Portland, Oregon to tackle housing crisis with approved tax

By Catherine Sturman
With house prices being out of reach for a lot of young buyers alongside a growing economy, rising rents, reduced vacancies and increased numbers of hom...

With house prices being out of reach for a lot of young buyers alongside a growing economy, rising rents, reduced vacancies and increased numbers of homelessness, Portland City Council alongside its voters have approved a one percent tax on all commercial and residential constructions in order to successfully fund future housing projects and support the local community, commencing from August 2016 in a $258 million bond.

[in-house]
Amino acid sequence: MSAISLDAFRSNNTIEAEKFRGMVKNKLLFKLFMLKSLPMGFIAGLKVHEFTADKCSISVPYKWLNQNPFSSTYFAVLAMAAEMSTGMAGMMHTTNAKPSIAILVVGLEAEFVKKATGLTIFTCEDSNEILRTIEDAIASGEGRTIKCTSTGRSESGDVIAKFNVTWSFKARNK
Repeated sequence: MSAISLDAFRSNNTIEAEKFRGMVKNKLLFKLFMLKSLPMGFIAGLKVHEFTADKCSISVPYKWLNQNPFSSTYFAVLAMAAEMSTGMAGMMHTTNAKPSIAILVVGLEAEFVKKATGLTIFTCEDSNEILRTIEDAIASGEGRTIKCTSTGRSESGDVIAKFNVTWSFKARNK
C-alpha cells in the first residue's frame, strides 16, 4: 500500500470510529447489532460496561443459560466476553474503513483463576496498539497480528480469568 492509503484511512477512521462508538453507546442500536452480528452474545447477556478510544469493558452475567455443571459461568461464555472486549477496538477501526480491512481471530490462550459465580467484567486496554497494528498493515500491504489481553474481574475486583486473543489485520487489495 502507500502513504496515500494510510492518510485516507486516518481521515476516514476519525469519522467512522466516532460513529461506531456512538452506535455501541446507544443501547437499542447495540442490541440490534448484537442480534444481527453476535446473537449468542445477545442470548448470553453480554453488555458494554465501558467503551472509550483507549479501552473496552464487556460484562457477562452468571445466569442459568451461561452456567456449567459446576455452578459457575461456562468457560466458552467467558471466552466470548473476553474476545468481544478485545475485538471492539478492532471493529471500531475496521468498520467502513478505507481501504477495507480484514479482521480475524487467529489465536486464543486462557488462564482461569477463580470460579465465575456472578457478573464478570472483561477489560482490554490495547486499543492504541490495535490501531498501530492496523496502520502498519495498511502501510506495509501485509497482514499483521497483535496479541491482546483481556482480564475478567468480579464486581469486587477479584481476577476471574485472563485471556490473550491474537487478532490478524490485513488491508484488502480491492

Portland City Commissioner Dan Saltzman told Oregon Public Broadcasting that the new imposed tax will raise approximately $8 million per year. With a growth rate of 1.72 percent in Portland’s population, the housing crisis has recently become an issue that no one can ignore.

The tax accumulated through this scheme will help support families or those who earn less than the median family income, governed by the US Department of Housing and Urban Development. With the construction and acquirement of over a thousand affordable housing units, around 600 would be targeted for families or individuals who have incomes below 30 percent of the total median income for families, $22,000 for a family of four, or $15,000 for individual persons.

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